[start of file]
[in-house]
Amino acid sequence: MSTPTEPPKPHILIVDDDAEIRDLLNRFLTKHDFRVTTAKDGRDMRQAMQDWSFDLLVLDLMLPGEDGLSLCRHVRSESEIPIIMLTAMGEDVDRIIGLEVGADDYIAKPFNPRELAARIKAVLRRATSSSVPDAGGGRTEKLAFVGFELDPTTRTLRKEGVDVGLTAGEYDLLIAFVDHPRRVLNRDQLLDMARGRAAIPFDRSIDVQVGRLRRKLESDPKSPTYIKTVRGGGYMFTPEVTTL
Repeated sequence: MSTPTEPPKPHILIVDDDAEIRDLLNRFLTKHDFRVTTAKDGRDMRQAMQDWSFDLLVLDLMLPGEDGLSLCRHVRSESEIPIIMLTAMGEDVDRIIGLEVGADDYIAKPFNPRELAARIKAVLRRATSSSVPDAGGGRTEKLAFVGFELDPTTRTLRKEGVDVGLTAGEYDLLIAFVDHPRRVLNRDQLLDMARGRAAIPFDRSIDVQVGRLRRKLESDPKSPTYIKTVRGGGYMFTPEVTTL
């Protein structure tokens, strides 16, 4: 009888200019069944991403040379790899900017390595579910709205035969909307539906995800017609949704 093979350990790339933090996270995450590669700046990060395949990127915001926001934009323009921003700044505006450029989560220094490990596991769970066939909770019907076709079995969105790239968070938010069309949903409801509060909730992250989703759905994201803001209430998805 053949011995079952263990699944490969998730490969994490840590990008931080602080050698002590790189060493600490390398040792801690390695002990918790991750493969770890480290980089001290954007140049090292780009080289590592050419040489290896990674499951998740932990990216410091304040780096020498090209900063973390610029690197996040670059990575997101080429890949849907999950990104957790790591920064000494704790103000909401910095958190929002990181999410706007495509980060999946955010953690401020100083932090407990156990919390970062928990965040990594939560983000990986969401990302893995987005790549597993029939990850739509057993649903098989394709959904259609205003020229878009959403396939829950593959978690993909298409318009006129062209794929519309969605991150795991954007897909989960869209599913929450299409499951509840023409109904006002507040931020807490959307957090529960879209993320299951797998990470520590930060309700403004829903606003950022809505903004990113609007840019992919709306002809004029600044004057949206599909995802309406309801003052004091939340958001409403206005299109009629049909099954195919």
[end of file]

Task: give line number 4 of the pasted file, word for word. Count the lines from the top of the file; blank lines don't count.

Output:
């Protein structure tokens, strides 16, 4: 009888200019069944991403040379790899900017390595579910709205035969909307539906995800017609949704 093979350990790339933090996270995450590669700046990060395949990127915001926001934009323009921003700044505006450029989560220094490990596991769970066939909770019907076709079995969105790239968070938010069309949903409801509060909730992250989703759905994201803001209430998805 053949011995079952263990699944490969998730490969994490840590990008931080602080050698002590790189060493600490390398040792801690390695002990918790991750493969770890480290980089001290954007140049090292780009080289590592050419040489290896990674499951998740932990990216410091304040780096020498090209900063973390610029690197996040670059990575997101080429890949849907999950990104957790790591920064000494704790103000909401910095958190929002990181999410706007495509980060999946955010953690401020100083932090407990156990919390970062928990965040990594939560983000990986969401990302893995987005790549597993029939990850739509057993649903098989394709959904259609205003020229878009959403396939829950593959978690993909298409318009006129062209794929519309969605991150795991954007897909989960869209599913929450299409499951509840023409109904006002507040931020807490959307957090529960879209993320299951797998990470520590930060309700403004829903606003950022809505903004990113609007840019992919709306002809004029600044004057949206599909995802309406309801003052004091939340958001409403206005299109009629049909099954195919």